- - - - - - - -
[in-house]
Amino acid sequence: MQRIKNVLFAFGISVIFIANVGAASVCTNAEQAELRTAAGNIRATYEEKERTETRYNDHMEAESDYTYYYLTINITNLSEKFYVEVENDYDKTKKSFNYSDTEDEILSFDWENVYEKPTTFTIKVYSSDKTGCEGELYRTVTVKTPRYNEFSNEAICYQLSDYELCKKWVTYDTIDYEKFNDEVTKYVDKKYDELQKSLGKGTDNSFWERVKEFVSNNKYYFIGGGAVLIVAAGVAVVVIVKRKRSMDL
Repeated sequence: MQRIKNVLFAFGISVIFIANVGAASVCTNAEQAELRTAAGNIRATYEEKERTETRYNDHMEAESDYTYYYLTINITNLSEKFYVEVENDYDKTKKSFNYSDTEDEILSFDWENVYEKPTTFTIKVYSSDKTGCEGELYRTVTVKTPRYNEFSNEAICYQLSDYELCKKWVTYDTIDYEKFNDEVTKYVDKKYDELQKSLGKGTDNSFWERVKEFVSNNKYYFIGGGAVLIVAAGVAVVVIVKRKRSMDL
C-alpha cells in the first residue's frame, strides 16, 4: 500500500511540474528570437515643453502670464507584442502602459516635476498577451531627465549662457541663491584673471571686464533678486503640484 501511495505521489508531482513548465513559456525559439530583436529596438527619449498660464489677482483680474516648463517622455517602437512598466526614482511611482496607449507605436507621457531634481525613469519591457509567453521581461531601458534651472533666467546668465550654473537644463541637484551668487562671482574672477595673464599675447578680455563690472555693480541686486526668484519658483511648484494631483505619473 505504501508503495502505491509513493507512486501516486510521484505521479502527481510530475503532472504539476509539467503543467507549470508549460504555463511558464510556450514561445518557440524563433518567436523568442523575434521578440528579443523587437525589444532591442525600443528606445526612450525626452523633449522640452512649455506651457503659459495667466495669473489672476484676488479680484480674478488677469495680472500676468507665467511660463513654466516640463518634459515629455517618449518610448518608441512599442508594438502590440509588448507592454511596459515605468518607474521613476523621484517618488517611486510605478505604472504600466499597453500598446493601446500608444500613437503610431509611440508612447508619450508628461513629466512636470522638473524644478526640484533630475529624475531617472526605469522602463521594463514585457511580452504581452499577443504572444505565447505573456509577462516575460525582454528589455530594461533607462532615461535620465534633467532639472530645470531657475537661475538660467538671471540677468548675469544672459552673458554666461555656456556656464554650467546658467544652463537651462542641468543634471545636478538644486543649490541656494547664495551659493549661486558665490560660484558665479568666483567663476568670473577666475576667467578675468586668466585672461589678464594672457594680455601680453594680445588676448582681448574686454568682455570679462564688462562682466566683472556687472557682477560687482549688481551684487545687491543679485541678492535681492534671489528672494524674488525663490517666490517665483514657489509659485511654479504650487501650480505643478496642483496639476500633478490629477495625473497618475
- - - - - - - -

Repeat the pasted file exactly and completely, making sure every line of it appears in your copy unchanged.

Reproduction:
[in-house]
Amino acid sequence: MQRIKNVLFAFGISVIFIANVGAASVCTNAEQAELRTAAGNIRATYEEKERTETRYNDHMEAESDYTYYYLTINITNLSEKFYVEVENDYDKTKKSFNYSDTEDEILSFDWENVYEKPTTFTIKVYSSDKTGCEGELYRTVTVKTPRYNEFSNEAICYQLSDYELCKKWVTYDTIDYEKFNDEVTKYVDKKYDELQKSLGKGTDNSFWERVKEFVSNNKYYFIGGGAVLIVAAGVAVVVIVKRKRSMDL
Repeated sequence: MQRIKNVLFAFGISVIFIANVGAASVCTNAEQAELRTAAGNIRATYEEKERTETRYNDHMEAESDYTYYYLTINITNLSEKFYVEVENDYDKTKKSFNYSDTEDEILSFDWENVYEKPTTFTIKVYSSDKTGCEGELYRTVTVKTPRYNEFSNEAICYQLSDYELCKKWVTYDTIDYEKFNDEVTKYVDKKYDELQKSLGKGTDNSFWERVKEFVSNNKYYFIGGGAVLIVAAGVAVVVIVKRKRSMDL
C-alpha cells in the first residue's frame, strides 16, 4: 500500500511540474528570437515643453502670464507584442502602459516635476498577451531627465549662457541663491584673471571686464533678486503640484 501511495505521489508531482513548465513559456525559439530583436529596438527619449498660464489677482483680474516648463517622455517602437512598466526614482511611482496607449507605436507621457531634481525613469519591457509567453521581461531601458534651472533666467546668465550654473537644463541637484551668487562671482574672477595673464599675447578680455563690472555693480541686486526668484519658483511648484494631483505619473 505504501508503495502505491509513493507512486501516486510521484505521479502527481510530475503532472504539476509539467503543467507549470508549460504555463511558464510556450514561445518557440524563433518567436523568442523575434521578440528579443523587437525589444532591442525600443528606445526612450525626452523633449522640452512649455506651457503659459495667466495669473489672476484676488479680484480674478488677469495680472500676468507665467511660463513654466516640463518634459515629455517618449518610448518608441512599442508594438502590440509588448507592454511596459515605468518607474521613476523621484517618488517611486510605478505604472504600466499597453500598446493601446500608444500613437503610431509611440508612447508619450508628461513629466512636470522638473524644478526640484533630475529624475531617472526605469522602463521594463514585457511580452504581452499577443504572444505565447505573456509577462516575460525582454528589455530594461533607462532615461535620465534633467532639472530645470531657475537661475538660467538671471540677468548675469544672459552673458554666461555656456556656464554650467546658467544652463537651462542641468543634471545636478538644486543649490541656494547664495551659493549661486558665490560660484558665479568666483567663476568670473577666475576667467578675468586668466585672461589678464594672457594680455601680453594680445588676448582681448574686454568682455570679462564688462562682466566683472556687472557682477560687482549688481551684487545687491543679485541678492535681492534671489528672494524674488525663490517666490517665483514657489509659485511654479504650487501650480505643478496642483496639476500633478490629477495625473497618475